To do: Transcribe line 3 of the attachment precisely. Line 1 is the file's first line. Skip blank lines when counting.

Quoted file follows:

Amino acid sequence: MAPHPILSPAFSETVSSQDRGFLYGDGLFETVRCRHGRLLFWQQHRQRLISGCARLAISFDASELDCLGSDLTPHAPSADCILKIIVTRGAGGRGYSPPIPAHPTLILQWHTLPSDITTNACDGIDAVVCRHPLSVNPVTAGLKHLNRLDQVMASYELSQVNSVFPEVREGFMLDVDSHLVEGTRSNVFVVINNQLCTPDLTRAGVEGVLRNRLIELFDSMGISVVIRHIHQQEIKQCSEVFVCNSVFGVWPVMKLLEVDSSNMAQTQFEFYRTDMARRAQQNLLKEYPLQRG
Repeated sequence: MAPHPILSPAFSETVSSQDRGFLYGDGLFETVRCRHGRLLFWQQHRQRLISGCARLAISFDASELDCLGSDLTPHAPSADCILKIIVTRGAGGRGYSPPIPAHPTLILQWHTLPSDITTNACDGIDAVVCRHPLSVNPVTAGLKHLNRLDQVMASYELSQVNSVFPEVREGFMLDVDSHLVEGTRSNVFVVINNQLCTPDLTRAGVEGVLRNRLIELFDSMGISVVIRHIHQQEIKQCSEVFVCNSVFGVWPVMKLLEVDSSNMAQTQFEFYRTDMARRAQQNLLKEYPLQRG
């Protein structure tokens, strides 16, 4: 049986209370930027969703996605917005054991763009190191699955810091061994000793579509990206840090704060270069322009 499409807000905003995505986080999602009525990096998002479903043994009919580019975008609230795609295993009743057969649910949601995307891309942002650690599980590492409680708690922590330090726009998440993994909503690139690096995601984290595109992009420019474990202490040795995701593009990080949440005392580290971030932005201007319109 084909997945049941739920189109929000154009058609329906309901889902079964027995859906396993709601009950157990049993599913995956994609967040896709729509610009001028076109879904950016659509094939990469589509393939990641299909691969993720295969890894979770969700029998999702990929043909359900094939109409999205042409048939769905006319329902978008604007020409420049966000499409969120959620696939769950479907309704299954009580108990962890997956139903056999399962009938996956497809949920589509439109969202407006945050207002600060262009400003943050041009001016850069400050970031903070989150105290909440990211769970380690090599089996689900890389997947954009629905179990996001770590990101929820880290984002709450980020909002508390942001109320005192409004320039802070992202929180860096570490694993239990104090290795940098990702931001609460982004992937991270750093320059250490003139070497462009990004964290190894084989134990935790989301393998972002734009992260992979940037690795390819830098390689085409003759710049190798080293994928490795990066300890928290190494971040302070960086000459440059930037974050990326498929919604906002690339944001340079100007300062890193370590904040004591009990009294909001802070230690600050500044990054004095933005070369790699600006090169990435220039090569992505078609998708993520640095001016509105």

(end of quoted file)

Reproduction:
């Protein structure tokens, strides 16, 4: 049986209370930027969703996605917005054991763009190191699955810091061994000793579509990206840090704060270069322009 499409807000905003995505986080999602009525990096998002479903043994009919580019975008609230795609295993009743057969649910949601995307891309942002650690599980590492409680708690922590330090726009998440993994909503690139690096995601984290595109992009420019474990202490040795995701593009990080949440005392580290971030932005201007319109 084909997945049941739920189109929000154009058609329906309901889902079964027995859906396993709601009950157990049993599913995956994609967040896709729509610009001028076109879904950016659509094939990469589509393939990641299909691969993720295969890894979770969700029998999702990929043909359900094939109409999205042409048939769905006319329902978008604007020409420049966000499409969120959620696939769950479907309704299954009580108990962890997956139903056999399962009938996956497809949920589509439109969202407006945050207002600060262009400003943050041009001016850069400050970031903070989150105290909440990211769970380690090599089996689900890389997947954009629905179990996001770590990101929820880290984002709450980020909002508390942001109320005192409004320039802070992202929180860096570490694993239990104090290795940098990702931001609460982004992937991270750093320059250490003139070497462009990004964290190894084989134990935790989301393998972002734009992260992979940037690795390819830098390689085409003759710049190798080293994928490795990066300890928290190494971040302070960086000459440059930037974050990326498929919604906002690339944001340079100007300062890193370590904040004591009990009294909001802070230690600050500044990054004095933005070369790699600006090169990435220039090569992505078609998708993520640095001016509105």